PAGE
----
June 09, 2011
Contracts Roundtable: “Sustained Opportunities to Practice the Actual Application of Legal Reasoning”
Posted by Erik Gerding

I won’t pretend to have the teaching credentials of our panelist, so I will stick to a role as moderator. In response to Gillian’s provocative posts, I have seen that same worrying phenomenon in upper level courses: students struggling when asked to apply legal analysis in a sustained manner to provide advice for a client in complex scenarios. I’ve seen it in problem solving exercises in Business Associations, in semester long simulations such as Business Planning (if any of my current students in that course happen to read this: please don’t fret – this is not a reflection on your performance or your soon-to-be-released grades), and even in the one semester in which I taught in New Mexico’s Business and Tax Clinic.

Let me suggest that there may be at least two variations on this problem. In the first variation, students who are very good at extracting legal rules from cases struggle when asked to apply legal rules to give advice to clients to plan their affairs prospectively. These students do well spotting issues in the context of an existing litigation or threats of future litigation. But when asked what a client should do to mitigate risk or advise a client on a transaction, they sometimes become uncomfortable moving beyond a recitation of legal rules.

In the second variation, students (often those with work experience before entering law school) are very comfortable switching to planning mode. However, many resist working through the details of legal analysis. Here a common problem is looking at simulations primarily from a business perspective and leaving the nitty gritty legal analysis to others.

In either variation, students struggle with the ambiguities inherent in legal analysis.

I write this to fault neither students nor first-year teachers. Often the problem may lie in the way I ask the questions and structure the simulations. But generally, I’ve treated Gillian’s challenge – to get students engaged in sustained application of legal reasoning to complex and ambiguous fact patterns – as something I can address in advanced classes. But her provocative post makes me uncomfortable with that judgment and wonder what I could be doing in the first year Contracts course. Are we wasting a valuable opportunity in the first year? Is the first year conditioning students to treat law as too mechanistic? Do we suffer too much from what a colleague of mine has called the syndrome of treating each class as “three cases and a cloud of dust”?

I’ll let others weigh in, but let me highlight a few overarching challenges and constraints that we all must face in teaching Contracts.

First, time is extremely scarce. As Usha noted in her post, one has to make tough choices of how to use the 40 or so class meetings in a semester most effectively. My initial list of questions should not be taken as an indication that we should do more of everything (and turn the amps up to 11).

Second, although I think that the concern with doctrinal “coverage” can be overblown, it can be difficult in upper level classes if students have not been exposed to things like liquidated damages or specific performance.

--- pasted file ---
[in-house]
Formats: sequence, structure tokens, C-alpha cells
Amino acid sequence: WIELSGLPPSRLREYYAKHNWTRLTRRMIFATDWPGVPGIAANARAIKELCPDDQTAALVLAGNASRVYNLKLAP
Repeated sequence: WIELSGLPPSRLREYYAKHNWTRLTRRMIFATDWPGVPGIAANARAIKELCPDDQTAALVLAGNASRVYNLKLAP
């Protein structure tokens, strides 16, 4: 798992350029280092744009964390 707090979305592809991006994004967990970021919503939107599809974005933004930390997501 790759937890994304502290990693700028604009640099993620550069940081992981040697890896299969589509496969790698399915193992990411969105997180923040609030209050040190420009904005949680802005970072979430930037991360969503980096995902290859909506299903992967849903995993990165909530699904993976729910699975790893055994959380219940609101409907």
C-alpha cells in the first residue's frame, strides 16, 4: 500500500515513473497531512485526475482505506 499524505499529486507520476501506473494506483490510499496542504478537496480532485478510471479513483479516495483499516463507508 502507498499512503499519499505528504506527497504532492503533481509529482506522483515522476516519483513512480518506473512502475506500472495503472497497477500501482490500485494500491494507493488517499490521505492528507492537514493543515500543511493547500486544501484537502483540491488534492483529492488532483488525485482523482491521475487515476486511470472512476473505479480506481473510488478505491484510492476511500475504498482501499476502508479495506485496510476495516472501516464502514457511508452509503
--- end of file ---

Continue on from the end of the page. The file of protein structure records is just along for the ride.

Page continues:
Third, as my introductory post hinted, part of my concern is that the first year courses may largely duplicate each other in terms of basics of legal analysis, as well as teaching methods and objectives. More coordination might be in order to ensure that students are not taught the same basic “stuff” (let’s say the role of trial courts versus appeals courts and standards of review) in five different classes, while ensuring that students get some reinforcement and that valuable lessons don’t slip through the cracks. (To give an example based on a party conversation from last night: how many 2Ls and 3Ls are clear on the basic differences between a statute and a regulation?) I write about the need for coordination with trepidation, as I personally dread sitting through long meetings about pedagogy.

Fourth, professors’ own time is scarce. It is time-consuming to develop one’s own teaching materials and there are strong disincentives to doing so even if you already have tenure. So following up on one of the questions in the comments to our roundtable, I wanted to ask Gillian and our panelists:

Are there particular simulations or collections of simulations you would recommend? (I’ll do a separate post on this later).

Fifth, assuming you agree with Gillian’s approach, is the solution a wholesale revision of the first year course or more incremental change?

Sixth, after reading Gillian’s posts, I am wondering how the evaluation and grading works. How do you balance giving the kinds of hands-on feedback that is necessary to hone the type of judgment that she describes with the demands of teaching a large class?

I am sure some of our readers are still slogging through spring grading.  On the one hand, we all take a lot of time to grade exams in a fair and thorough manner.  But is anyone else left with the sinking feeling that, for all our work on exams, students may not be getting the message on how to improve and grow as lawyers?  How do you handle evaluation?

Seventh, first-time Contracts teachers face a greater challenge. She or he will be getting lots of advice on things to add to a course, but, again, there is not room for everything (I learned this the hard way). Innovation can be risky and the first time classroom not particularly forgiving. What advice would our panelists give to the rookie teacher? What should be the focus in her or his first Contracts class?

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